This really did start out as a comment to John Moore’s Brand Autopsy entry entitled Is it Making Money or Making Meaning? But I just kept writing and writing and writing. So I thought I’d move it over here.
In the post, John argues that employees join a company to make meaning but stay with a company because of money.
And from that experience, I found that making meaning is more important when hiring employees and making money is more important when retaining employees.
I agree: employees join companies to make meaning. My perspective differs on the latter part of the statement, but in a very specific way.
(Now, bear in mind that John is arguing this stance from his perspective at Starbucks and Whole Foods. Not exactly your run of the mill companies as far as attention, concern, and respect for employees go.)
Starbucks attracted lots of candidates interested in working for a company they could believe in. That desire led many candidates to accept a lower salary in exchange for being happier on the job…. [O]nce these new Starbucks’ hires became weathered and tenured employees, the aspect of making meaning and being a part of a company they believed in became less important.
As always, thought-inspiring insight. But, as I said, I have a slightly different take on what might be occurring:
Money only becomes an issue after the employee has entrusted the company to continue delivering meaning.
And bear in mind, this can go either way. With Starbucks and Whole Foods, I’d say they’ve taken one path; I have taken another.
I say this because I’ve always believed in what my company was doing when I started a job, no matter how mundane. I’ve always seen meaning in what I choose to do. And (here’s the clincher) I’ve always ascribed my assumption of meaning to the company to uphold, regardless of whether the company has the ability to support that meaning or not.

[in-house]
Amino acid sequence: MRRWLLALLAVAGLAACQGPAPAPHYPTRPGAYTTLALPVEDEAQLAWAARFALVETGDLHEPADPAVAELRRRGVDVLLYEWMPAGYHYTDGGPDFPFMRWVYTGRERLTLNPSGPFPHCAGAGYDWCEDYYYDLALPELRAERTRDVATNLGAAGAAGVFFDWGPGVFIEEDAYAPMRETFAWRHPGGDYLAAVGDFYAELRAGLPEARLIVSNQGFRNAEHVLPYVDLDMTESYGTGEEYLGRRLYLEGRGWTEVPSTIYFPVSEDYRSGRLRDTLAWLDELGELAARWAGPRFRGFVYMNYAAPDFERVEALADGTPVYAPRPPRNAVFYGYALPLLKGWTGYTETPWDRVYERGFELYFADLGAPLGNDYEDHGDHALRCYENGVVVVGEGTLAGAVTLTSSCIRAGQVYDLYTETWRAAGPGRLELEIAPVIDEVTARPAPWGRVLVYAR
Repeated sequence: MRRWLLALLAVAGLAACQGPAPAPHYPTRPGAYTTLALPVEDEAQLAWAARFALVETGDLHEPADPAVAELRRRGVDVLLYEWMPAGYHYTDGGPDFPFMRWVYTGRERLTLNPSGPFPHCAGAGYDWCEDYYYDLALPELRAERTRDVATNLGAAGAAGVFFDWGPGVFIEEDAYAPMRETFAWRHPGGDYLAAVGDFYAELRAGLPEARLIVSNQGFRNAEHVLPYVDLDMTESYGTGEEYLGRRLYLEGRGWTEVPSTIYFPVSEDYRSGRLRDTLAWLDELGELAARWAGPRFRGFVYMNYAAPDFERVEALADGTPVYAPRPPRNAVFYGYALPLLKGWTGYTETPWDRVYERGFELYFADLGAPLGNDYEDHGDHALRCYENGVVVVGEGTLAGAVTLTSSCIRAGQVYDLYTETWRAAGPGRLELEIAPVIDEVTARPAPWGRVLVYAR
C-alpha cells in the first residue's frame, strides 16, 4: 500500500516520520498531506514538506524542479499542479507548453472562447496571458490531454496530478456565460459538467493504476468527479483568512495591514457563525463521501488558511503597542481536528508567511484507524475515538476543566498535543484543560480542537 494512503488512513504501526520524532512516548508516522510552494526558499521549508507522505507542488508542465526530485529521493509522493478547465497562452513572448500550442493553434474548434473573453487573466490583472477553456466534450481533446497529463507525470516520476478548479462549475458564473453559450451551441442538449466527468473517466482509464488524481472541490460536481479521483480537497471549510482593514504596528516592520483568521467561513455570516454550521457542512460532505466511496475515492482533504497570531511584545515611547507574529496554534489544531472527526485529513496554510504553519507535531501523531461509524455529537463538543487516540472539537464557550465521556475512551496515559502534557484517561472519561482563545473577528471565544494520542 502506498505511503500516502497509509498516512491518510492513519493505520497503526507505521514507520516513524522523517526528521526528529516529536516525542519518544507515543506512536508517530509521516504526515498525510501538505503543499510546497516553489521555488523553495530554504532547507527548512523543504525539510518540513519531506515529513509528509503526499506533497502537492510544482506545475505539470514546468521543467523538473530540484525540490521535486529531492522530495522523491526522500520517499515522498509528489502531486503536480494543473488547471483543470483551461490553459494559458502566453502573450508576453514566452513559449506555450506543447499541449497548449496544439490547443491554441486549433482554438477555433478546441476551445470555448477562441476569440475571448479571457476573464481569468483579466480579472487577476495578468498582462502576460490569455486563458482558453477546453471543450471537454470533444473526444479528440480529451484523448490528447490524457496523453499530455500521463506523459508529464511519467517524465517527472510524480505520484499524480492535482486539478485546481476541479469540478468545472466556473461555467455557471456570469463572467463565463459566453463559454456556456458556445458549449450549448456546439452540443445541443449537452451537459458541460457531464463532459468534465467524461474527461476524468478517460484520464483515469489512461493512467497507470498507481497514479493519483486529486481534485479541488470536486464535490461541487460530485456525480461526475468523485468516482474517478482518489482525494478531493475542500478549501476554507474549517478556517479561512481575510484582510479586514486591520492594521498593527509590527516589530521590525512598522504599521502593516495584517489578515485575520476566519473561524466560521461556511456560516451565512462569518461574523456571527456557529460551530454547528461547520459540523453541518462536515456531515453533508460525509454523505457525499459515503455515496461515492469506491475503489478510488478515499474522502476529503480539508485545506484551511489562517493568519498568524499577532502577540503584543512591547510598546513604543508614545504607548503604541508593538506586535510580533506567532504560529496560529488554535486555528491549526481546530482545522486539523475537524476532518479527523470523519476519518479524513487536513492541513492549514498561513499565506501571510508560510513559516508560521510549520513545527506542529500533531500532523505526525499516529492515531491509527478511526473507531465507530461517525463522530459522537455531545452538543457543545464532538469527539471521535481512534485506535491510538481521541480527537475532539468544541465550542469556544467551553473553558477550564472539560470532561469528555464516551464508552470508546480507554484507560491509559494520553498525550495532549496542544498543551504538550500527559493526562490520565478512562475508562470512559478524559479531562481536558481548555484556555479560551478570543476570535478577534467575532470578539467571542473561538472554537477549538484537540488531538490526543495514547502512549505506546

In the Starbucks and Whole Foods examples, it is highly likely that the employees and organization share a similar view of meaning. It is highly likely that they are all working toward common, agreed-upon meaning. It is highly likely that they have actually communicated this to one another.
That’s why money becomes an issue. Because the discussion on meaning is moot. It’s all taken care of.
However, this is not the case with 99.9% of the rest of the organizations in the world. And that’s the problem.
You see, most other companies are dysfunctional (well, all companies are dysfunctional, so let’s say “more dysfunctional”). They don’t communicate. You assume the company is doing one thing. And the company assumes it is doing another. And you never really get together to talk it through. You just continue to assume that “everything will work out.”
And much like any relationship in this situation, dysfunction gives way to disillusionment.
So, I always become disillusioned when I realize that the company is not interested in making my meaning. They are not at all accepting of the meaning with which I had embodied them. That is not their pursuit. And, as such, their concept of their function and my concept of their function were at odds.
Because we never clearly communicated with each other in the first place. It was all based on assumption.
Once that disillusionment takes hold, no amount of money will correct it. Because I no longer trust the company. We are at odds. And money won’t fix it.
So at healthy communicative organizations, John, maybe that’s how it works. But with the majority of the dysfunctional business world, it’s a far cry from your experience.
And for that, I envy you.
But I thank you for providing a glimpse that it does exist.